Why Islamists Won’t Win (Even If They Do)
This is the dominant story now – Islamists are winning all over the Arab world. It is not being mentioned that there are many factors working in their favor. They have been organized for decades while some leftists and liberals have just started. It is not mentioned that Islamists have been benefiting from Gulf money and have utilized that external funding effectively. It is also not being mentioned that they have been striking deals under the table with the US and European governments to reassure them not only regarding the pro-capitalist (neoliberal) policies that they would pursue, but also regarding not antagonizing Israel.
The Egyptian Muslim Brotherhood forgot about its past objection to the Egyptian-Israeli treaty, while the Syrian Muslim Brotherhood dispatched its former leader to reassure Israelis on Israeli TV. An-Nahda’s Ghannushi wanted to preserve all the key financial appointments of Bin `Ali and had dispatched the secretary general of his party to reassure Zionists in Washington think tanks. In Morocco, Bin Kiran (head of the Justice and Development Party) is a different story altogether because he has been a loyal royal Islamist who would not challenge the pro-Israeli and neoliberal policies of his master. But the story of Islamist victories may be overblown.
Islamists have not been winning more than half of the votes. It should be impossible now to reduce all Arab public opinion to religious ideologies. In Tunisia, the Islamists won some 41 percent of the vote, while their share in Morocco is around a quarter. There are other tendencies and Arabs are showing a diversity of views and choices. Once new parties emerge and make themselves known in a new political climate, the political map will change rather gradually (or maybe quickly).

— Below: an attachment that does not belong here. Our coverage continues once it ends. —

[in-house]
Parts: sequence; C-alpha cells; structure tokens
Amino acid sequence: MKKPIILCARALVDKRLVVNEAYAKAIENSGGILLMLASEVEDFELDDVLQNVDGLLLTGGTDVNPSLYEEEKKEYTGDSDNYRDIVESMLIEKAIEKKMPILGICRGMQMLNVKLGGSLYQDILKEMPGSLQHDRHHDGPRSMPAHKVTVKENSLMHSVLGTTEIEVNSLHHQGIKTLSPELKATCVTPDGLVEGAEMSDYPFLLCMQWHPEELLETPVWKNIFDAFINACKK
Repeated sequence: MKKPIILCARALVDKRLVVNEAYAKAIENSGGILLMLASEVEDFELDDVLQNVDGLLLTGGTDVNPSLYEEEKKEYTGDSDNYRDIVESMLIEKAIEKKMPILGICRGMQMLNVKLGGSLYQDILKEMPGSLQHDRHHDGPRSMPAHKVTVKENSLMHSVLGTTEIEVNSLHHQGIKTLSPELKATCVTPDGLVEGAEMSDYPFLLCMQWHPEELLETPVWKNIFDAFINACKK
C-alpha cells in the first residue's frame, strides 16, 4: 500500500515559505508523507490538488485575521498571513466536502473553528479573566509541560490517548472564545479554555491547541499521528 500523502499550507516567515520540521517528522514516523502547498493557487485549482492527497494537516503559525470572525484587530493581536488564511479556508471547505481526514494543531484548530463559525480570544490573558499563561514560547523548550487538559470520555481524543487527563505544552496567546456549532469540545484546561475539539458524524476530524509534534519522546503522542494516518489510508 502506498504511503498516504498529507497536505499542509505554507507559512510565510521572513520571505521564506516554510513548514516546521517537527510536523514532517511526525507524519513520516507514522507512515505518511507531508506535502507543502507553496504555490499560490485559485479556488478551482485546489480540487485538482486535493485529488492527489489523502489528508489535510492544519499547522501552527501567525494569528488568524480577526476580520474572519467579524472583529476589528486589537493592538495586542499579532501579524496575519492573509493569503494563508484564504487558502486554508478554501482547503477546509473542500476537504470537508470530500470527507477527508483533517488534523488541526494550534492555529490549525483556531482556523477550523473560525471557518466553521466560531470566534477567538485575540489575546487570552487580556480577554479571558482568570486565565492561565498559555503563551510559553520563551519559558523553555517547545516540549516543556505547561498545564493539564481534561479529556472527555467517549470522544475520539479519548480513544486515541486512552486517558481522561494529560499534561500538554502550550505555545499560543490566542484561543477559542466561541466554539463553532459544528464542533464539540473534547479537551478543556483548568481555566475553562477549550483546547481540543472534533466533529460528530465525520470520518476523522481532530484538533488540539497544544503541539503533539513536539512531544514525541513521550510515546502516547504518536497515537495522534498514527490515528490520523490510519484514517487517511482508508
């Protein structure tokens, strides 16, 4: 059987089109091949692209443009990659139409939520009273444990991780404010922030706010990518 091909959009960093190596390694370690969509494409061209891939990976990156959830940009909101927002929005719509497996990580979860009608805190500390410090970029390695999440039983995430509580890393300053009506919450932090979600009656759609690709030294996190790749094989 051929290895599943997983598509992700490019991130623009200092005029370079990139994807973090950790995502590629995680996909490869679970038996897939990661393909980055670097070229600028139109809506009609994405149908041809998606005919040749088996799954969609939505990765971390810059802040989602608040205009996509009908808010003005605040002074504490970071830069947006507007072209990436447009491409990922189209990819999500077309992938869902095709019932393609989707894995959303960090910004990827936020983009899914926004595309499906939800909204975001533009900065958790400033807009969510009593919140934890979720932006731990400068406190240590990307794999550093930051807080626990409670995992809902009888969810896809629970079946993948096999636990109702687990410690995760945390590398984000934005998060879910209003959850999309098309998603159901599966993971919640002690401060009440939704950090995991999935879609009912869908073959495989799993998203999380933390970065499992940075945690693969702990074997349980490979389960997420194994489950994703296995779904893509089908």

But the Islamists are in a bind. The demise is rather inevitable. They can’t fulfill their promises and win. They have been striking deals with GCC countries and Western powers in contradiction with their own ideology and earlier promises. On the “morality” front, the Islamists know that they can’t push for a religious agenda as extreme as the one promised by the unelected NATO government in Libya (`Adbul-NATO could not wait before announcing this desire for the return of polygamy). They know that a morality agenda would alienate many voters (as already happened in Tunisia regarding the issue of niqab on campus) and for that they would veil their true intentions, at least for a while.
If they continue to postpone their agenda, their rank-and-file will accuse them of abandoning their principles, and if they push ahead with their agendas, they will alienate voters and also alienate their new friends and sponsors in Western capitals. In some cases as in Egypt, the Islamists may have struck secret deals with the military, which can often act as the enforcer of Western agendas during the time of transition (or even during the time of democracy).
The Islamists are stuck. They will most likely be accused by their supporters of deviating from their principles. That accusation will stick and sting: nothing has damaged the fortunes of Arab nationalists parties than the perception that those parties, like the Ba`th, have contradicted all of their principles in power. Instead of unity, they gave fragmentation; instead of freedom, they produced new torture techniques; instead of liberation of Palestine, they presided over wars that gave Israel more Arab lands. People would expect the new victors to account for their promises. Those promises are not likely to be fulfilled. Thus, they will be swept aside, either by more extreme (and principled) Islamists or by secular alternatives.
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